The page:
PEARL HARBOR, Hawaii (AP) — The U.S. Navy is resuming its practice of using old warships for target practice and sinking them in U.S. coastal waters after a nearly two-year moratorium spurred by environmental and cost concerns.
Later this month, three inactive vessels — Kilauea, Niagara Falls and Concord — will be sent to a watery grave off Hawaii by torpedoes, bombs and other ordnance during the Rim of the Pacific naval exercises, or RIMPAC.
The military quietly lifted the moratorium on Sinkex, short for sinking exercise, last year after a review of the requirements, costs, benefits and environmental impacts of the program, the Navy said in a statement to The Associated Press.
It will be the first time since 2010 the Navy has used target practice to dispose of an old ship. Previous targets have ranged from small vessels to aircraft carriers such as the USS America, which was more than three football fields long.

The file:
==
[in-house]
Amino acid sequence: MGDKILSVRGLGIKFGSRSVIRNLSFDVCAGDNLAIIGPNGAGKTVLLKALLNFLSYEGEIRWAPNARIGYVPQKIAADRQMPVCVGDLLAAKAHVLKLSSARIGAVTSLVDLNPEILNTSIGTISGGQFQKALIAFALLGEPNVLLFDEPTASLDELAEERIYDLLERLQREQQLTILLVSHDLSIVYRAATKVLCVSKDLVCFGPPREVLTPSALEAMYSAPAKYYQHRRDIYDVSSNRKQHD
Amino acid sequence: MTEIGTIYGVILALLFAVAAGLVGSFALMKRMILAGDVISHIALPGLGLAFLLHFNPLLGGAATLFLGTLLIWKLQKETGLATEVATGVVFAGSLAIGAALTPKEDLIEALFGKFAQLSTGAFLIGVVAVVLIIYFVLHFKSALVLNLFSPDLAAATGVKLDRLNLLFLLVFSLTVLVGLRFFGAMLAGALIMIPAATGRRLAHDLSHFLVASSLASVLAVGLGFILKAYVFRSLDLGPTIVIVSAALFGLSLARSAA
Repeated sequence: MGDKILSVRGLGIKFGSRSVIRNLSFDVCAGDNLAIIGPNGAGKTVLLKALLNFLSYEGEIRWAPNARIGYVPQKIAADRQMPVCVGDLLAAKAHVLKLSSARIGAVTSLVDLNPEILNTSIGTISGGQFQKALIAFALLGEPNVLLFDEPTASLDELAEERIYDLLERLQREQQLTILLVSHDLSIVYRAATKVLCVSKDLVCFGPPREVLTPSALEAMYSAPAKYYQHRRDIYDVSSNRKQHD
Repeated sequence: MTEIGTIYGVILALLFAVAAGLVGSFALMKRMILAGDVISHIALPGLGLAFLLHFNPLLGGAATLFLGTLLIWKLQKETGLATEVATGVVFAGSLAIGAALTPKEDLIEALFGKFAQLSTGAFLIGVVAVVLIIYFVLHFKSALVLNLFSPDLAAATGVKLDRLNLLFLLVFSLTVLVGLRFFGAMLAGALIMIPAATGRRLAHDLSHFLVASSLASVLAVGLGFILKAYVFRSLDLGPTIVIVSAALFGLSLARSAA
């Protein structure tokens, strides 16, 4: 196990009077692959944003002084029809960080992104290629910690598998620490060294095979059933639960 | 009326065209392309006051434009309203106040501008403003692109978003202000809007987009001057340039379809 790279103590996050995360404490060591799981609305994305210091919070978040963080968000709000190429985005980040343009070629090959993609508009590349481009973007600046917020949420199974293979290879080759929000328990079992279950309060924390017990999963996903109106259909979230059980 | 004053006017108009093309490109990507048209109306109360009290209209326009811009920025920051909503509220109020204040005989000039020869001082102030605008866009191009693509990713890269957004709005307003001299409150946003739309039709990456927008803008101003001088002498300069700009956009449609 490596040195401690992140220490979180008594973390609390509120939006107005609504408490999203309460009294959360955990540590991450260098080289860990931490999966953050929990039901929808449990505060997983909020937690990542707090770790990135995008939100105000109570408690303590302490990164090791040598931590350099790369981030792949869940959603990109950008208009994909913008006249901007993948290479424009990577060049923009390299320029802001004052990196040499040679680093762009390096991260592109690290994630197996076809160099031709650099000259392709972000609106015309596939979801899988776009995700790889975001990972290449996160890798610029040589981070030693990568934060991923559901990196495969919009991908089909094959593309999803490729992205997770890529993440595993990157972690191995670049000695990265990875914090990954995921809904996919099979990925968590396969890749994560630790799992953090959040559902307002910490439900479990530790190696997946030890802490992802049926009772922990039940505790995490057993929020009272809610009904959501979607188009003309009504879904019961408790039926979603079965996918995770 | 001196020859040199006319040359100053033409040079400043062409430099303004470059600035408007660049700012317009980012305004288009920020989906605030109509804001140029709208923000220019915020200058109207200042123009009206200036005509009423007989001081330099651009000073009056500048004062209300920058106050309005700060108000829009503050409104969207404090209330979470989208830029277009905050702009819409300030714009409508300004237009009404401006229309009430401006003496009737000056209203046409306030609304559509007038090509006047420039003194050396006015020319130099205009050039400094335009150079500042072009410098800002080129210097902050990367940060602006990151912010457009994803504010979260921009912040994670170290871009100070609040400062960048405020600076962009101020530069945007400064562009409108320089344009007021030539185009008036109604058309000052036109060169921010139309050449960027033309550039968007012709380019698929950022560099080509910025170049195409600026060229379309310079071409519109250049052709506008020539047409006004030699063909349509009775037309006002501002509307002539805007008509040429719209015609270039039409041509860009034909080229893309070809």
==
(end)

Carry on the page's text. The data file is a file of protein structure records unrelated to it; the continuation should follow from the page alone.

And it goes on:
Conservation groups argue that the ghost ships should instead be recycled at a ship-breaking facility. Concerns about the long-lasting effects of toxic pollutants onboard the ships spurred a lawsuit by those groups to force the Environmental Protection Agency to better catalog and regulate Sinkex. The case, filed in U.S. District Court in San Francisco, is ongoing.
The groups said they did not plan to seek an injunction to stop the Navy from restarting the exercises.
"We are appealing to the Navy to continue their moratorium at least until our case is heard," said Colby Self of the environmental group Basel Action Network, which joined the Sierra Club in suing the EPA. "After the vessels hit the sea-bottom, it will be a little too late to redress damages to our precious marine resources."
The Navy says Sinkex offers valuable live-fire training for times of war and provides clean vessels for at-sea, live-fire exercises. The ships can be targeted from the air, ocean's surface or underwater, with the results aiding the acquisition, planning and design of future vessel classes and systems, the Navy said.
For decades, the Navy destroyed the vessels with little or no oversight. Then in 1999, the EPA ordered the Navy to better document toxic waste left on the doomed ships while removing as much of the material as possible. In return, the EPA exempted the military from federal pollution laws that prohibit any such dumping in the ocean.